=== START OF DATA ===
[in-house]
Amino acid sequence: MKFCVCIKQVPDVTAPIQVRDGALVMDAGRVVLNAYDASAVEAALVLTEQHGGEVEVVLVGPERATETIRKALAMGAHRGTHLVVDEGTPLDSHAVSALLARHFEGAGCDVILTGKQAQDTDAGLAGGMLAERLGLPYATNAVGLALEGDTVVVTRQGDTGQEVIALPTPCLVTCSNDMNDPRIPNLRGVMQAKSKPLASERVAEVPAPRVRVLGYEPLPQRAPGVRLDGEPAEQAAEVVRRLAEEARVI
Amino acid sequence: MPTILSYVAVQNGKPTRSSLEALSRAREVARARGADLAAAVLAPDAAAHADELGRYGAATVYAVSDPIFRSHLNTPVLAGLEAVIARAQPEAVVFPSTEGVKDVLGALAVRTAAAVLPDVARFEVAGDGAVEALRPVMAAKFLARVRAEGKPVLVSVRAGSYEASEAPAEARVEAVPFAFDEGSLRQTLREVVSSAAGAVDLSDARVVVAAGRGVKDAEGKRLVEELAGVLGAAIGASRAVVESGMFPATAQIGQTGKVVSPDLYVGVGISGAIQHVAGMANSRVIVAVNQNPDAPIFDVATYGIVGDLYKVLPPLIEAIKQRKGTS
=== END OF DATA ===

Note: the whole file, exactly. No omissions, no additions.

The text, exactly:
[in-house]
Amino acid sequence: MKFCVCIKQVPDVTAPIQVRDGALVMDAGRVVLNAYDASAVEAALVLTEQHGGEVEVVLVGPERATETIRKALAMGAHRGTHLVVDEGTPLDSHAVSALLARHFEGAGCDVILTGKQAQDTDAGLAGGMLAERLGLPYATNAVGLALEGDTVVVTRQGDTGQEVIALPTPCLVTCSNDMNDPRIPNLRGVMQAKSKPLASERVAEVPAPRVRVLGYEPLPQRAPGVRLDGEPAEQAAEVVRRLAEEARVI
Amino acid sequence: MPTILSYVAVQNGKPTRSSLEALSRAREVARARGADLAAAVLAPDAAAHADELGRYGAATVYAVSDPIFRSHLNTPVLAGLEAVIARAQPEAVVFPSTEGVKDVLGALAVRTAAAVLPDVARFEVAGDGAVEALRPVMAAKFLARVRAEGKPVLVSVRAGSYEASEAPAEARVEAVPFAFDEGSLRQTLREVVSSAAGAVDLSDARVVVAAGRGVKDAEGKRLVEELAGVLGAAIGASRAVVESGMFPATAQIGQTGKVVSPDLYVGVGISGAIQHVAGMANSRVIVAVNQNPDAPIFDVATYGIVGDLYKVLPPLIEAIKQRKGTS